Loaves: Marlais and Dulais

The Marlais and the Dulais are the two rivers nearest the house, and so I’m borrowing their names for my first loaves. Both use the same pain au levain dough, which means that I build a stiff levain at only 60% hydration around 12 hours before I want to mix the dough. At the same time I make a soaker for the Dulais, which means soaking linseeds in about 4 times their weight of cold water.

For the dough itself, I use white wheat flour and 5% whole rye flour, and add water at a ratio of 70% to flour weight. The flours and water have about half an hour to get to know one another before I add the levain and salt. For the Dulais, I toast sunflower and sesame seeds and add them at this point, along with the linseed soaker. This takes the hydration up to 80%, which makes it notably different to work with.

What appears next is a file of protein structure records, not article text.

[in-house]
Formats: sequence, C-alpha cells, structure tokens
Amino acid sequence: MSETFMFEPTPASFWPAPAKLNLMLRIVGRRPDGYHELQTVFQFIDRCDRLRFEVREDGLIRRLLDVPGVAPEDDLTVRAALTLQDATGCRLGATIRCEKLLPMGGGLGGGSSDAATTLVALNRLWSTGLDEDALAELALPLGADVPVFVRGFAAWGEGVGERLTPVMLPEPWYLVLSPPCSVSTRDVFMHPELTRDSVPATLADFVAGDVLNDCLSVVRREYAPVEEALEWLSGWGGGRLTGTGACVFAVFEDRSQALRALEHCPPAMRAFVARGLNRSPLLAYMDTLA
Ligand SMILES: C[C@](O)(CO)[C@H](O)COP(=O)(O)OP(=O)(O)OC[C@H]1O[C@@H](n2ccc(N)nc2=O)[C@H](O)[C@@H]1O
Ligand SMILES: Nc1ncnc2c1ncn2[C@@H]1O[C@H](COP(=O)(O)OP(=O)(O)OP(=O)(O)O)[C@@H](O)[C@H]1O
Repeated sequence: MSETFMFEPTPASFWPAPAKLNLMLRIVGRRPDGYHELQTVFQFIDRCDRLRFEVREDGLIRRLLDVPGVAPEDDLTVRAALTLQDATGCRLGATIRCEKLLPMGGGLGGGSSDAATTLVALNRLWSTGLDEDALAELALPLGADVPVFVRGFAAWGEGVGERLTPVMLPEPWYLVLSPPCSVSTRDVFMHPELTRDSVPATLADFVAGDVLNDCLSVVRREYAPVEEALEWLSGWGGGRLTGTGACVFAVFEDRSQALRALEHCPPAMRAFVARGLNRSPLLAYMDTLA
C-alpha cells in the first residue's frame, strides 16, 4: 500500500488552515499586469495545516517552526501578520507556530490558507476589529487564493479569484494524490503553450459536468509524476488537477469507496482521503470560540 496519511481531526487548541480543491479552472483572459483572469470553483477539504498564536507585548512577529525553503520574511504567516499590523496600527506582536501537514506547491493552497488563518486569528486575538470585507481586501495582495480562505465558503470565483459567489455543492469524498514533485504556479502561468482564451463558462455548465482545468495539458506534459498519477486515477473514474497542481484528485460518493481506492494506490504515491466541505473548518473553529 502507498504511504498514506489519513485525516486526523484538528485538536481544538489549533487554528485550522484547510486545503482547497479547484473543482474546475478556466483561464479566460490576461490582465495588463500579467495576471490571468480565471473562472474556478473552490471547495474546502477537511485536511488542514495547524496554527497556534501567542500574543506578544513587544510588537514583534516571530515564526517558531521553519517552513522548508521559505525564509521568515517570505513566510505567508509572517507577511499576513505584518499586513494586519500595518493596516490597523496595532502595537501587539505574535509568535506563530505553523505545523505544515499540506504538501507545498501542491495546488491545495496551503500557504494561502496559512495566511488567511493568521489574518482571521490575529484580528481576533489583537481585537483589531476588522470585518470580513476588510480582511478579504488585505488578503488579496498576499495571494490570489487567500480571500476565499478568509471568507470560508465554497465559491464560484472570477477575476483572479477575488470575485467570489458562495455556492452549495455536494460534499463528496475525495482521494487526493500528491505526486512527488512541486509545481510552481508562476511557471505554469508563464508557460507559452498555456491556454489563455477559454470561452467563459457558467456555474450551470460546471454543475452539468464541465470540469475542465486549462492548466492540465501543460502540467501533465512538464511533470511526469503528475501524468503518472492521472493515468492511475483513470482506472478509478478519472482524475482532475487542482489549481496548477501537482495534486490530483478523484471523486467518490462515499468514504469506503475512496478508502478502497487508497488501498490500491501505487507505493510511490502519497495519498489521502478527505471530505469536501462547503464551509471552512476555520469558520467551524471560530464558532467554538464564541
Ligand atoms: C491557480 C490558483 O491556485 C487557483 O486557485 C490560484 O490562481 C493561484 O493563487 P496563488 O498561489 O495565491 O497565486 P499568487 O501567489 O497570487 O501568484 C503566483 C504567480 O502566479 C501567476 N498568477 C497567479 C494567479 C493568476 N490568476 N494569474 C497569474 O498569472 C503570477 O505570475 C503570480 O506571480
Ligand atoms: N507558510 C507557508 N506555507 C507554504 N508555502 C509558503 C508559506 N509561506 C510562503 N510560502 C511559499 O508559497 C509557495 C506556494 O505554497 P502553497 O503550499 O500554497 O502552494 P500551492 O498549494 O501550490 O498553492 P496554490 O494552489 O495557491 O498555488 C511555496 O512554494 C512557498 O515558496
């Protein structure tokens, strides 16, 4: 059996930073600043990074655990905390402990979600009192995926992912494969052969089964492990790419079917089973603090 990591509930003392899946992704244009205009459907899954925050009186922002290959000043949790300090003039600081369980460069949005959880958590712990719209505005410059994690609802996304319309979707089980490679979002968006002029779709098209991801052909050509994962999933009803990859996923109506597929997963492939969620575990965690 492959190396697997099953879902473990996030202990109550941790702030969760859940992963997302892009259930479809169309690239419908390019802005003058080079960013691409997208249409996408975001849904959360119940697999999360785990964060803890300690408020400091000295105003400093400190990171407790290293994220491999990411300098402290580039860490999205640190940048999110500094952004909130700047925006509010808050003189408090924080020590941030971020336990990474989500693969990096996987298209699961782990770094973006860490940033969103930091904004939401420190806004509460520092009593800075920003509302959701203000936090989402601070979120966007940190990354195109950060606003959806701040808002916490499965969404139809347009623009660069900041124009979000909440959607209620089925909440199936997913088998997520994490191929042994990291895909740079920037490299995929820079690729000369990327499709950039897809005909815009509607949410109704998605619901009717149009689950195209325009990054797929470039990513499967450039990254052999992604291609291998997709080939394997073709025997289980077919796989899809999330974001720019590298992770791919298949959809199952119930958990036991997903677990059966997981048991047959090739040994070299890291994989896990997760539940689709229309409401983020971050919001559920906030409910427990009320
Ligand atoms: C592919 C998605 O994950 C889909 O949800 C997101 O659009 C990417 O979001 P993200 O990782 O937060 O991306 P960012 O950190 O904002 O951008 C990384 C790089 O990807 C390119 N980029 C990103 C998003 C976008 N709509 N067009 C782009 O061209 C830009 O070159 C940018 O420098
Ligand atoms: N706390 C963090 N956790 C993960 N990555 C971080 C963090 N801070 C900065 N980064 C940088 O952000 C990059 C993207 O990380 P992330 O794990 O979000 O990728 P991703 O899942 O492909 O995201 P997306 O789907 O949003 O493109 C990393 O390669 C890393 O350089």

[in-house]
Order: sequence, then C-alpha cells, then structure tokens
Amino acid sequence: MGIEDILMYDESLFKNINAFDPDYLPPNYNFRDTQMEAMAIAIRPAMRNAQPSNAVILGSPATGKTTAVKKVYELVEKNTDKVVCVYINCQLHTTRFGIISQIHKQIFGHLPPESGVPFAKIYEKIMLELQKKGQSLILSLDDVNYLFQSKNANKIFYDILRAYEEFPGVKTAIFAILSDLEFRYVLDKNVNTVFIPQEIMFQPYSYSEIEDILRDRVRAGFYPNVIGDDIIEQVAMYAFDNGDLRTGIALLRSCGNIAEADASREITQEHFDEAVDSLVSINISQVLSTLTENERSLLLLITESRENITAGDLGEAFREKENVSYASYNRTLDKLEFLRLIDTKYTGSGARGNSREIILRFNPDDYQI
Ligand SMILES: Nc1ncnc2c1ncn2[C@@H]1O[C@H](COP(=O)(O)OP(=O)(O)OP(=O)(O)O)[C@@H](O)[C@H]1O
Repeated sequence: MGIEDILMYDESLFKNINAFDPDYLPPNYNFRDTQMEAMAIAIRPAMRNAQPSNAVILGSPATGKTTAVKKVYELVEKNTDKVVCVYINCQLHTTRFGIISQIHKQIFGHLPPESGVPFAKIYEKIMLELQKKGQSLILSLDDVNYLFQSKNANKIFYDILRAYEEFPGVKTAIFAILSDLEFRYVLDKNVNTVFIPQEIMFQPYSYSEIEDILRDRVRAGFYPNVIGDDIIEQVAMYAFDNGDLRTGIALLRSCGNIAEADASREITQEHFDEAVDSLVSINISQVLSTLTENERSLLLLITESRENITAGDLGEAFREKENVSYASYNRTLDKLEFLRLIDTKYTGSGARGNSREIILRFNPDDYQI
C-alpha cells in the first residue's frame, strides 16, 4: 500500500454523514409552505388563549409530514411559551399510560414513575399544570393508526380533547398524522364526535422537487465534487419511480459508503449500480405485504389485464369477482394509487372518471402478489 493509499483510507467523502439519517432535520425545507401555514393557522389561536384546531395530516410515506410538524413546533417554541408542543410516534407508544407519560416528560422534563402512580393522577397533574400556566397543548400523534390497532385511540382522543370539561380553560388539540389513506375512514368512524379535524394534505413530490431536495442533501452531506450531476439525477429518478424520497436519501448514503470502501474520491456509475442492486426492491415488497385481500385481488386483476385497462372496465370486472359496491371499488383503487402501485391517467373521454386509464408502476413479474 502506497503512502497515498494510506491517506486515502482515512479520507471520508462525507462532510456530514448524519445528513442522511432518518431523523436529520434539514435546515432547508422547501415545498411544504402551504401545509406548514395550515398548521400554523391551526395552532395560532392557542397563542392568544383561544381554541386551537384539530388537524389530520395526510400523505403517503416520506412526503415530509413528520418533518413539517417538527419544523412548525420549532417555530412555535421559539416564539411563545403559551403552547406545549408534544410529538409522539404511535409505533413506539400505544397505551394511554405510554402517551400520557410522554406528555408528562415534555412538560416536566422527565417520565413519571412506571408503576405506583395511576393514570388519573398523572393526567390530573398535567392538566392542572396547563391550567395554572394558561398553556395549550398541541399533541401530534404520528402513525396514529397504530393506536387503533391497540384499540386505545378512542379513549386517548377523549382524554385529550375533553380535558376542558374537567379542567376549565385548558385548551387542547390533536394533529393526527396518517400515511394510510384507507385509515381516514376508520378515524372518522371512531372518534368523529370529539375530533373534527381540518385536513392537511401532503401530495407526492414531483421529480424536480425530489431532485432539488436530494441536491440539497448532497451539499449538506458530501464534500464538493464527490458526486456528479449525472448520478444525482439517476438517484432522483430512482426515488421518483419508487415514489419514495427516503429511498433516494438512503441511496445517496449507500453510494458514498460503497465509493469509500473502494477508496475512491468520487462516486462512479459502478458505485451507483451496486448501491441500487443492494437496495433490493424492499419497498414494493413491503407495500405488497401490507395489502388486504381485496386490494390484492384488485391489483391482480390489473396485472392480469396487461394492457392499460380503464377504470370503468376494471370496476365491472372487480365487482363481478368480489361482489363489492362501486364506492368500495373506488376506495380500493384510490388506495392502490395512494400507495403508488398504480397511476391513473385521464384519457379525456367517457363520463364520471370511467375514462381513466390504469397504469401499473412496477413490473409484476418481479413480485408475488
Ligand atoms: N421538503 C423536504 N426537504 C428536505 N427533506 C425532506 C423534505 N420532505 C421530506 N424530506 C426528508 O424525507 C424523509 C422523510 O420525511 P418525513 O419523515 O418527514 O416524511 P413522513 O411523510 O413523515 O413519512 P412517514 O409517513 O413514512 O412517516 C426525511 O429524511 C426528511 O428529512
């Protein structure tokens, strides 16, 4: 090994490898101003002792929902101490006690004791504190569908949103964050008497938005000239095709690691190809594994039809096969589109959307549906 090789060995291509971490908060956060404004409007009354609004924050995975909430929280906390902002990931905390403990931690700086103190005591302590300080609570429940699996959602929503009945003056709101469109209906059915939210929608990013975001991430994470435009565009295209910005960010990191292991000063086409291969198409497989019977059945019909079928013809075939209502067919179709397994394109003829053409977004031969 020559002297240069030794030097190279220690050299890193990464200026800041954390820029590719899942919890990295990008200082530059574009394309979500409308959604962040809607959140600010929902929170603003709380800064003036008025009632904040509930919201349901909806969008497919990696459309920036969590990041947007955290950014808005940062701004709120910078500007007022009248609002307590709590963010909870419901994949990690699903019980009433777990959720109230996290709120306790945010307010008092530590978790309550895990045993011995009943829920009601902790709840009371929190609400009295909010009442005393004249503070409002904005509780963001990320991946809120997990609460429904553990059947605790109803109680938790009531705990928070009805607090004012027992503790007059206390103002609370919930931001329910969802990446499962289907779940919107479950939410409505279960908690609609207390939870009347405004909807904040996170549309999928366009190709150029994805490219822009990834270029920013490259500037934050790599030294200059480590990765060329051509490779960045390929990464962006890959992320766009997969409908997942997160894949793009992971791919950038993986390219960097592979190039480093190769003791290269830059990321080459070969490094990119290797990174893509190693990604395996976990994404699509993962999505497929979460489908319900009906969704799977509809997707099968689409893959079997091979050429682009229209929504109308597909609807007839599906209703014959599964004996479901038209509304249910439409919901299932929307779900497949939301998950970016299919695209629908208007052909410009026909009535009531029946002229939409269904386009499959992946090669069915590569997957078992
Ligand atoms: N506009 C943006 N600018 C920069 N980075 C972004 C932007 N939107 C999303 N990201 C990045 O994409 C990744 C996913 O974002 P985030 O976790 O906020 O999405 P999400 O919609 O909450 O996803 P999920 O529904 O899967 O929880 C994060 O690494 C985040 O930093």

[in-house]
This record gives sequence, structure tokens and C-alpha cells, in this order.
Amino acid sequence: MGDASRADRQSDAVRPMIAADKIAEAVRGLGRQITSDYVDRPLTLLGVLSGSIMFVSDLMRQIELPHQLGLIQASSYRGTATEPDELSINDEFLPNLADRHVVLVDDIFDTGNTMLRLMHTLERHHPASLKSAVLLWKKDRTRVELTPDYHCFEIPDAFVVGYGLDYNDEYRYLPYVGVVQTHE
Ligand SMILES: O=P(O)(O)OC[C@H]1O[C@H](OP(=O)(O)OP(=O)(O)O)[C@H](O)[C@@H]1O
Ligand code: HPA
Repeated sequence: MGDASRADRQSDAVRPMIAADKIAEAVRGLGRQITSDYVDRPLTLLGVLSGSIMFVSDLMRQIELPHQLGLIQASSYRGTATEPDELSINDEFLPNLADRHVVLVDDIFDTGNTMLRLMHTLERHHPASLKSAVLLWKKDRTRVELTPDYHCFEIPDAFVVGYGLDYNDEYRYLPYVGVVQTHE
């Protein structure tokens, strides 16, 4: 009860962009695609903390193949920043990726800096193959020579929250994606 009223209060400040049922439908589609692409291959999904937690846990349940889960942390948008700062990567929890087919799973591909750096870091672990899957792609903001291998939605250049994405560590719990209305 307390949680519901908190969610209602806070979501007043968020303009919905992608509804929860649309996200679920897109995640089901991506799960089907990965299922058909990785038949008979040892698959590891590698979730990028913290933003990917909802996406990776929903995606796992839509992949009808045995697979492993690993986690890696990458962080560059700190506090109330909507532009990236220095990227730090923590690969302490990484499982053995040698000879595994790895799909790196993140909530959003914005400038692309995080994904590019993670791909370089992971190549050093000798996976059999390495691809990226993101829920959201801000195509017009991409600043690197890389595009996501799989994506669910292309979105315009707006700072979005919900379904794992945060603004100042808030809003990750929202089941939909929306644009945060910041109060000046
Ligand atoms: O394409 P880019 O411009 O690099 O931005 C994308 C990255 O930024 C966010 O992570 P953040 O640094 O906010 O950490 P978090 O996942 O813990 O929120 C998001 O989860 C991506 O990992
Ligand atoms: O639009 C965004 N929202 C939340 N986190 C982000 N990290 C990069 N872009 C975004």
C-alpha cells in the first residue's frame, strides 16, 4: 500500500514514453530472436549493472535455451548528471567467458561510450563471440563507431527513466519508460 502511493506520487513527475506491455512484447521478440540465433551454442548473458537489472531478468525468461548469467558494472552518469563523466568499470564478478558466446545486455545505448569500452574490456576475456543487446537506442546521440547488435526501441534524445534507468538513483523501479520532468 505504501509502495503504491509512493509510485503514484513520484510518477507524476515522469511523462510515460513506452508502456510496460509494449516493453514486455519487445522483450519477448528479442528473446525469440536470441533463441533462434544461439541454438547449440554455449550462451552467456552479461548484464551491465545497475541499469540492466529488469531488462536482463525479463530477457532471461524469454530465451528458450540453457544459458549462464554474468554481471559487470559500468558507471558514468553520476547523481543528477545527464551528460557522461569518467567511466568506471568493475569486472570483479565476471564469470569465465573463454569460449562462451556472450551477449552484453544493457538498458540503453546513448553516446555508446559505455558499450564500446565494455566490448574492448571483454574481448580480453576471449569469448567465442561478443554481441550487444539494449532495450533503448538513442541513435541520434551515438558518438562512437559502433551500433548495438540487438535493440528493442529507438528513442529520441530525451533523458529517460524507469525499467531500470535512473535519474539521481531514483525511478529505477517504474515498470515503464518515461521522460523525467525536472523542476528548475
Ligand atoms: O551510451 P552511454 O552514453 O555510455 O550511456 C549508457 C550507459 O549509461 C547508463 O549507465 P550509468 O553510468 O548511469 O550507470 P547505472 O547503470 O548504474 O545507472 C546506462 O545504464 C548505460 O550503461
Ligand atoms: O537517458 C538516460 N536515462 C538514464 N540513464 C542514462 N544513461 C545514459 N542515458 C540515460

Over the next 2.5 hours, the dough gets stretched and folded twice before I scale it, leave it rest on the worktop for about 20 minutes, and then shape it into bâtards (it’s a kind of short, fat baguette – don’t be childish).

The loaves, for that’s what they’ve become by this point, then get anything from 2 to 3 hours to prove, depending on the room temperature. The aim is to keep the dough at about 24°C throughout the whole process but I rarely achieve that so I have to adapt my proving times.

Then I scatter semolina on a makeshift peel (a baking tray without any lips), tip the loaves out of their bannetons and score them with a sharp, serated knife. I slide them onto pre-heated makeshift baking stones (kiln shelves) and they bake for about 40 minutes at 220°C fan-assisted. I don’t bother with trying to steam the oven because I don’t think domestic ovens, or at least those as old as mine, will retain any of it.

From mixing the levain to pulling the loaves from the oven is about 20 hours but I get to sleep in the middle of it so it’s not as bad as it sounds.

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